Food, Agriculture and Natural Resources Policy Analysis Network (FANRPAN) Food, Agriculture and Natural Resources Policy Analysis Network (FANRPAN)

Agriculture and the national budget: Swaziland
Minister Majozi Sithole
Minister of Finance, Swaziland


  1. Mr. Speaker, it is a great honour once again for me to present the national budget to this Honourable House. The book of Ecclesiastes says that "there is time for everything and a season for every activity under heaven". I thank the Almighty God that he has kept me to see this day. I thank him also that he has kept all of us to continue to contribute our efforts in building this nation. I trust he will be in our midst as we deliberate on this, my 7th budget speech, which is the fourth for this 8th Parliament of this great Kingdom of Swaziland.

  2. His Majesty, in His speech from the Throne declared this "the year of action". The budget I present today is intended to translate this statement into action. It portrays government's commitment in response to the challenges that we are facing as a nation. It touches on a number of areas that are of much concern to the different segments of our society, such as poverty, the fight against HIV/AIDS, welfare of the disadvantaged groups of the society and unemployment. Mr. Speaker, the budget being tabled gives practical suggestions to our problems and in particular, the prioritising of the needs of the poor and less advantaged in society.

  3. Mr. Speaker, it must be noted though that this budget is being presented under extremely difficult economic conditions. The economy of Swaziland has not achieved the desired growth levels of above 5% seen in yester years and indications are that current trends are not going to lead to the desired improvements. Unemployment, low investment levels, food insecurity, coupled with the high HIV/AIDS prevalence continues to pose a major challenge to growth. This makes it difficult for Swaziland to meet the Millennium Development Goals (MDGs) set for mid-review in New York in 2007.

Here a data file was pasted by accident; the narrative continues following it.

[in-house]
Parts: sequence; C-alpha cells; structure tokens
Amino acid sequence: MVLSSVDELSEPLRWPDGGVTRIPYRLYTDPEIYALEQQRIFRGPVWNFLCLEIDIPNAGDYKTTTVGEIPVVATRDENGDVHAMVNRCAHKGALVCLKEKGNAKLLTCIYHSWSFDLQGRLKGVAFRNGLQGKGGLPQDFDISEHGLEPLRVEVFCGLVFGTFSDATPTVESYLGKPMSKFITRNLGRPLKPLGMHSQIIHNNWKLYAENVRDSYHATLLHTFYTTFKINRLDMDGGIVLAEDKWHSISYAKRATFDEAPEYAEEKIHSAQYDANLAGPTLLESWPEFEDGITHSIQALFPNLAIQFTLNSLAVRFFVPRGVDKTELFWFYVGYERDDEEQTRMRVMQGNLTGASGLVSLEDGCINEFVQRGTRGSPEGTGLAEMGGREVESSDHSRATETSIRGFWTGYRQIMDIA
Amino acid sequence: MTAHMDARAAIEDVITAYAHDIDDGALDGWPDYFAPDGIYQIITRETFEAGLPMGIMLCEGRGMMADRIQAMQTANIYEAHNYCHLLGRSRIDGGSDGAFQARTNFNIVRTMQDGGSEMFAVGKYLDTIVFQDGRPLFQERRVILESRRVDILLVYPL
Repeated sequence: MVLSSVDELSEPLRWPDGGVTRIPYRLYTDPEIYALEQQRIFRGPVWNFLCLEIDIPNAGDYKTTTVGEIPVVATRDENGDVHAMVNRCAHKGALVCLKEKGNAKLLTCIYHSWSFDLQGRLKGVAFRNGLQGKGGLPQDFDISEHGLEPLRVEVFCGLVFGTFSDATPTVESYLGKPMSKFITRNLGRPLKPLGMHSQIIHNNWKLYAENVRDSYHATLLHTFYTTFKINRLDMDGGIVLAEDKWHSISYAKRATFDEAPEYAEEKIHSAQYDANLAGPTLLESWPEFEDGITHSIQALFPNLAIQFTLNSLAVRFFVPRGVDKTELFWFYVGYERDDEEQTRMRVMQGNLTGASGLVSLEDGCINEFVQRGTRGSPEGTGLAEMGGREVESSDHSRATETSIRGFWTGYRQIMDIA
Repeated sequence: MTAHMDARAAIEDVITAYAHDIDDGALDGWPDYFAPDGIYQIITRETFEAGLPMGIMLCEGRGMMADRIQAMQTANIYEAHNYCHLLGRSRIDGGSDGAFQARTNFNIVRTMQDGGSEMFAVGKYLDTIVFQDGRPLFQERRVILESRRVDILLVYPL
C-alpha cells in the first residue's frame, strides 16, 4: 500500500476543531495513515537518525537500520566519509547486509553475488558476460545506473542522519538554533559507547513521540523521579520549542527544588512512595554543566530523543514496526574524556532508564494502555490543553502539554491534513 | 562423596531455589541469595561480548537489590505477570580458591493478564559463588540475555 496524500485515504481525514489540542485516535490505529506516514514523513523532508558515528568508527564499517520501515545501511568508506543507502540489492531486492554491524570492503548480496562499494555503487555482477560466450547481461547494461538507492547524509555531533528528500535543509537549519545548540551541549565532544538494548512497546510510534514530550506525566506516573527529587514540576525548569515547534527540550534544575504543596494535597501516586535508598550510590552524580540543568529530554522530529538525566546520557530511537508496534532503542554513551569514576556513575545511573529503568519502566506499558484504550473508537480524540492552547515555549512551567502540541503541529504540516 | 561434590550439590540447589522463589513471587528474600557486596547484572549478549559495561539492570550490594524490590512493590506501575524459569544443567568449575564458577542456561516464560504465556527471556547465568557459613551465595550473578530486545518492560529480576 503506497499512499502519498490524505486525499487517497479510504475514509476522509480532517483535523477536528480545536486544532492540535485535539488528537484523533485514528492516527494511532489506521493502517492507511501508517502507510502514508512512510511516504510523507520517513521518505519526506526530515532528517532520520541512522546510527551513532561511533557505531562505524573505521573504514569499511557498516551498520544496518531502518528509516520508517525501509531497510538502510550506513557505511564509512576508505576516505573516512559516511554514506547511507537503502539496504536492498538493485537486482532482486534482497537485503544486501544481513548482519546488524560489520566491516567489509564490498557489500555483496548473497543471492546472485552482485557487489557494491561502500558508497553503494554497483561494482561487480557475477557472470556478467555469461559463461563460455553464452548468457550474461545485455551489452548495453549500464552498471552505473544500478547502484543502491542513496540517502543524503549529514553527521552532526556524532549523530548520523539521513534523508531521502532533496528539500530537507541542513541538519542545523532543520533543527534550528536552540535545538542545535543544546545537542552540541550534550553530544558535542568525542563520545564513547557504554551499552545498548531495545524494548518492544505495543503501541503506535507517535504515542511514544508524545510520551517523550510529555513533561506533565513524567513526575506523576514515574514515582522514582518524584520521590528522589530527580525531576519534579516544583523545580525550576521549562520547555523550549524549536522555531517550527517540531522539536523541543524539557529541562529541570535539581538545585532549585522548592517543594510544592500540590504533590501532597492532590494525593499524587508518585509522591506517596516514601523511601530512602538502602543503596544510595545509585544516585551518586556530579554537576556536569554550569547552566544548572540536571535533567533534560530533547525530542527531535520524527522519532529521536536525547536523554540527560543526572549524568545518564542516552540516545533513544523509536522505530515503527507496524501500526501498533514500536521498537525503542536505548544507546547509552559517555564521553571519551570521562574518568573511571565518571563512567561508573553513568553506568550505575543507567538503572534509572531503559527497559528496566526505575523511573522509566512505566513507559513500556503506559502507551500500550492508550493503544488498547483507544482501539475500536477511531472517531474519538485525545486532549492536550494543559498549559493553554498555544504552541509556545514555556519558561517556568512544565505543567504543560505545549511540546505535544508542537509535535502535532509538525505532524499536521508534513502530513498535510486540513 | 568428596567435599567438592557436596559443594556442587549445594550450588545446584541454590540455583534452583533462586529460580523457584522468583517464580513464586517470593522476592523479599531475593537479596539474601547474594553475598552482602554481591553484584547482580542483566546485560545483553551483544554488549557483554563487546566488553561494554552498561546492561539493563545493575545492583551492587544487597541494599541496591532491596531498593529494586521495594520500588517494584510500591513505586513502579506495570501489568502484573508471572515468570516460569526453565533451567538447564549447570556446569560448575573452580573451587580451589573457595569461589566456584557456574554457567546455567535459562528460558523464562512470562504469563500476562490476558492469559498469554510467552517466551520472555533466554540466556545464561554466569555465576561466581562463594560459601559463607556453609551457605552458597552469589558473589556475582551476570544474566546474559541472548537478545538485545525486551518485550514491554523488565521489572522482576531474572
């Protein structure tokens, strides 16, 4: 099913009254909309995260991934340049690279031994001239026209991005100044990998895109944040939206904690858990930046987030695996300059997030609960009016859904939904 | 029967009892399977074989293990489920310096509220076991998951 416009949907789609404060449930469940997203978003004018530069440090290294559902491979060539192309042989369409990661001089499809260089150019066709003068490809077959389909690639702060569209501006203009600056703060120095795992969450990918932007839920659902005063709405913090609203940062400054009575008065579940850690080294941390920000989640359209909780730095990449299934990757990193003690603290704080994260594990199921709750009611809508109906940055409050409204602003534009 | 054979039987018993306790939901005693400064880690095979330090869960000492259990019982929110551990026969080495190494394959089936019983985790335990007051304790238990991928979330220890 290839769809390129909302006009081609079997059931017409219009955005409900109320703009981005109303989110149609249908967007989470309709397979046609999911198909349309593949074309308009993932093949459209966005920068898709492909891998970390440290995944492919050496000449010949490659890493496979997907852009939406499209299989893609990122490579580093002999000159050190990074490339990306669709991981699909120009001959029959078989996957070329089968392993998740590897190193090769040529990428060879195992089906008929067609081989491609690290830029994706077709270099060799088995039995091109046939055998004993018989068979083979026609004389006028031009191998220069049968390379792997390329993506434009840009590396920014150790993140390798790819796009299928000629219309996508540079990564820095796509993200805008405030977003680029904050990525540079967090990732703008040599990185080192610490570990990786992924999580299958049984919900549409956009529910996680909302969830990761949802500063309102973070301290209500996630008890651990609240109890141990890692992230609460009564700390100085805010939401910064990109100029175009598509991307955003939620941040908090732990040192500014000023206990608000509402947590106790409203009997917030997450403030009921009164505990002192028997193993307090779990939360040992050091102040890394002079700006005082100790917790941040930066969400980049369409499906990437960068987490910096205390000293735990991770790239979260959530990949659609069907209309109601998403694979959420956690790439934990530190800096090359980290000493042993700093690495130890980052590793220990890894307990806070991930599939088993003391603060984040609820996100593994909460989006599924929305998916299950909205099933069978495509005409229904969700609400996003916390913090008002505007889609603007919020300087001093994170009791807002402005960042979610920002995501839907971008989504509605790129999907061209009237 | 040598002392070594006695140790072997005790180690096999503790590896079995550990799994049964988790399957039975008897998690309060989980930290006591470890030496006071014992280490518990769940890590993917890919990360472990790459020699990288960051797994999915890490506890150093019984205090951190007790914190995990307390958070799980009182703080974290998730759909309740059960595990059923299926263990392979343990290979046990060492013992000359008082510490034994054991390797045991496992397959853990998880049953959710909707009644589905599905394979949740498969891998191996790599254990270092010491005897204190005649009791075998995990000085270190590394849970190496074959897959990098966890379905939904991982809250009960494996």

4. Mr. Speaker, in spite of the need to continue to spend to address the above mentioned challenges facing our nation, fiscal discipline has to be embedded in our systems to ensure macroeconomic sustainability and to bring back investor confidence in our economy. This is more so in view of the prevailing world market uncertainties, which continue to threaten our economic development. Budget reprioritisation and public sector reform underlie the budget choices that we are pursuing in the medium term.

  5. Mr Speaker, in our pursuit of the Millennium Development Goals, this budget is ensuring that expansion of universal primary education continues. Primary school enrolment has been on the increase, including growth in girls' enrolment, as a result of the free education for all initiative. This has been strengthened by the continued provision of bursaries for the disadvantaged group, the Orphaned and Vulnerable Children (OVC). Let me point out that this is not an easy goal to reach by 2015 and a lot of work is underway, with the assistance of our development partners, directed at improving accessibility and ensuring quality education, at both primary and tertiary levels.

  6. Mr. Speaker, government is committed to ensure that no household is denied access to basic amenities such as clean water and sanitation. The Rural Water and Geology Departments continue to put up borehole facilities in the rural areas where clean water is not easily accessible. Government is also continuing with the rural electrification programme to ensure that rural households are also receiving energy supplies that can enable them to start small businesses.

  7. Mr. Speaker, government has embarked on the expansion of primary health care by including a major programme of rehabilitating, upgrading, and equipping primary health facilities in the country. Over the medium term, 54 clinics will undergo major rehabilitation as part of the national 5-year Health sector development programme. The childhood immunisation programme has been expanded in the remotest areas through mobile clinics. More care is also given towards the reproduction and maternal health care in all the primary health facilities. At the tertiary level, HIV/AIDS treatment programmes are also being rolled out to the rural health clinics as part of the efforts of halting and reversing the spread of HIV/AIDS.

  8. Mr Speaker, the budget also provides for the financing of government policy initiatives such as the constitution rollout programme and the implementation of the Decentralisation Policy. I realise the amount of work that is required towards full implementation of the programmes and the budget makes provision in 2007/08 to allow for full absorption of the implications by the respective line ministries as well as the alignment of the pieces of legislation and policy reform where appropriate.

  9. Mr. Speaker, government's capital expenditure is targeted towards completing existing projects and ensuring that they become fully functional. This has tremendously reduced scope for new projects, as there is a rather large backlog.

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